Once upon a time there was a governing coalition that set out to establish a new style of politics: focused on the issue at hand, acting on an equal footing, and acting in unison despite party political differences. But like in the fairy tale of the emperor's new clothes, there's no hiding it: the traffic light is naked.
Even if Olaf Scholz still pretends that his government is wearing the magnificent robe of a common forward-looking policy, his economics minister and finance minister have shed their covers: they openly blame each other for the fact that government crisis policies are contradictory and often seem haphazard .
The most recent example is the gas levy – devised by Robert Habeck's Ministry of Economics, now doubted by Habeck, passed on to Christian Lindner's Ministry of Finance with an inspection order and pushed back to Habeck by Lindner as not requiring inspection.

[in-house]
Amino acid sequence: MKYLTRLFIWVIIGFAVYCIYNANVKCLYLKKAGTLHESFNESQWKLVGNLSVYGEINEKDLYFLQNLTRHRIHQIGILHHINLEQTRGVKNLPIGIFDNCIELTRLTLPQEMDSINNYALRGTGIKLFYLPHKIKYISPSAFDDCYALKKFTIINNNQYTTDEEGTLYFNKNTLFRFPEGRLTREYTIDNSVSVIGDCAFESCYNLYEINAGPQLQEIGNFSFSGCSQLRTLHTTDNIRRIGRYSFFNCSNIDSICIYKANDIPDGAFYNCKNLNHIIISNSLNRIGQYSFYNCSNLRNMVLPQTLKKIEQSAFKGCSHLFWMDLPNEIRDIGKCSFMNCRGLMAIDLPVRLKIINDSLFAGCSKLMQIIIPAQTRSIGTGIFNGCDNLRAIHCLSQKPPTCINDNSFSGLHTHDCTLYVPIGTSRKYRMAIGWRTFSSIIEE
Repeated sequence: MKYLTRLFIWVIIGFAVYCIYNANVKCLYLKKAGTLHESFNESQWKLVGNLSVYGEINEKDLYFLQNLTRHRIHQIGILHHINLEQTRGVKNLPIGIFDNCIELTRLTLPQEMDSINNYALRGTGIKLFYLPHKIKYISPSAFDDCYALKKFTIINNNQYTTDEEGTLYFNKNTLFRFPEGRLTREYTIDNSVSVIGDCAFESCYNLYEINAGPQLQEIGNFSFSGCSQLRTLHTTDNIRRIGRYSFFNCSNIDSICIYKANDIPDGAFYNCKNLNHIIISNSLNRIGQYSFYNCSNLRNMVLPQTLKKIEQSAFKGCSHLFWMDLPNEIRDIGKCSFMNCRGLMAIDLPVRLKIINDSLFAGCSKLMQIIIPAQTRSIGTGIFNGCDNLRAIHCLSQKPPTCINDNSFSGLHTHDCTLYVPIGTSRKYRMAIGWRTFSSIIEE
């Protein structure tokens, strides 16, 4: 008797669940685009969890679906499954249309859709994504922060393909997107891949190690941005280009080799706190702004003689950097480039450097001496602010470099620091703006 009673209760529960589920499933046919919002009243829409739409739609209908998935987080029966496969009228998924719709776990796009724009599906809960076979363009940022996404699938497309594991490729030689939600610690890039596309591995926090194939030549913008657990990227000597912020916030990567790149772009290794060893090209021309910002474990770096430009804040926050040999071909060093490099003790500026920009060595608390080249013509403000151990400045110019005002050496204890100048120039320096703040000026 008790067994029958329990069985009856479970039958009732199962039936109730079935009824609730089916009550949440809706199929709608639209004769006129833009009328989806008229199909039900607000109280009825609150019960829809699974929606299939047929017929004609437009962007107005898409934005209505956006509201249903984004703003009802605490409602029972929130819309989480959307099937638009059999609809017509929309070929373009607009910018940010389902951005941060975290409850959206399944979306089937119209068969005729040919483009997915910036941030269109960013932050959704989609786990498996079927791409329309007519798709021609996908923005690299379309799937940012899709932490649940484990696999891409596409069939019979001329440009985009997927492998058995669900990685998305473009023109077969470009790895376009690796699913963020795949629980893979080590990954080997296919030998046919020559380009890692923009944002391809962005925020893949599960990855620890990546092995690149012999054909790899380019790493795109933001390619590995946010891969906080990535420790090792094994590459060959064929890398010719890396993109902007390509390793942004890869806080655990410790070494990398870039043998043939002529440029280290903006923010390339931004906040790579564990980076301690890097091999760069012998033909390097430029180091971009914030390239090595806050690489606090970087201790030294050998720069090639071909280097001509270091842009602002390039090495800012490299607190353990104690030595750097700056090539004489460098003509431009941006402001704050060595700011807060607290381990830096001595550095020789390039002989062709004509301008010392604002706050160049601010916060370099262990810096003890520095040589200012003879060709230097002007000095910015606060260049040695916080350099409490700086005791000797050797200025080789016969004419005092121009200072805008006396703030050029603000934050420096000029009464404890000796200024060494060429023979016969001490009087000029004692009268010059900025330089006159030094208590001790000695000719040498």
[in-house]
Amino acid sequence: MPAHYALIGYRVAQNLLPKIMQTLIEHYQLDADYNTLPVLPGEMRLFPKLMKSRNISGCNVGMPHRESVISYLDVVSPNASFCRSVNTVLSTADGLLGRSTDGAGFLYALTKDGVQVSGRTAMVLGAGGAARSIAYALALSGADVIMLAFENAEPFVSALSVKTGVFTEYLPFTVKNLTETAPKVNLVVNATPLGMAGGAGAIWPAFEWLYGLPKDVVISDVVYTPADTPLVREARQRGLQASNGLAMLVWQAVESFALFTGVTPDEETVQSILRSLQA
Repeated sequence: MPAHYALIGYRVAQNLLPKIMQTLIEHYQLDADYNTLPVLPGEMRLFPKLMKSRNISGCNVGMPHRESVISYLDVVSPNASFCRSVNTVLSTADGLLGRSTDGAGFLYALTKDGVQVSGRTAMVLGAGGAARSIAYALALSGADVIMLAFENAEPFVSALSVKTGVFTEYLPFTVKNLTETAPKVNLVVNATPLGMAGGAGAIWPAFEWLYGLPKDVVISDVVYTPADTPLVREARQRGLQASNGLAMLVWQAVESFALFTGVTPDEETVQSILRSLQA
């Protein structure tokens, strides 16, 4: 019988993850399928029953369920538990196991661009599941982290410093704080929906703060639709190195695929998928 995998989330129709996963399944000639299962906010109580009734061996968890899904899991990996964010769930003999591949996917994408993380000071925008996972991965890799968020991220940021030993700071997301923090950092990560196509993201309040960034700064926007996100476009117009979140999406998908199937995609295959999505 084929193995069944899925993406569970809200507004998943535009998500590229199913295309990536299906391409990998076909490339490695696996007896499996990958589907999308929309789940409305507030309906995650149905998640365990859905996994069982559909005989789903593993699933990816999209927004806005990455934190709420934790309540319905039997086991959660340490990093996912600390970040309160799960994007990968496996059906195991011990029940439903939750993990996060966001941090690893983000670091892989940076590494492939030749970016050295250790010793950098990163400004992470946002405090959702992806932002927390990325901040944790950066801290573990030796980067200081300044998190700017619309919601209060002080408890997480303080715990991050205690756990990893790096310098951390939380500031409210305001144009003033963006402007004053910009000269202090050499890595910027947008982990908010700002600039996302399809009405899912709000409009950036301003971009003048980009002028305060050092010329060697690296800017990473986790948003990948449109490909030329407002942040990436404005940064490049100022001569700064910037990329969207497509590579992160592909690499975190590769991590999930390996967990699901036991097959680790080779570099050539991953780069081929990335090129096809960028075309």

The dissent between ministers, to put it mildly, is evident. Nevertheless, Scholz stands up and declares: "Both agree" and labels the gas surcharge as a joint government action.
Olaf Scholz started the election campaign with the promise to make "respect" the stipulation of his politics. As chancellor, his respect for the citizens dictates that he not take them for fools. The gas levy is poorly made, it is controversial in the coalition, constitutionally questionable, and the two most important ministers in the traffic light are anything but in agreement.
Resolving this conflict instead of glossing over it – that is what leadership is all about. Scholz had also promised that. Leadership is like respect: you have to show it.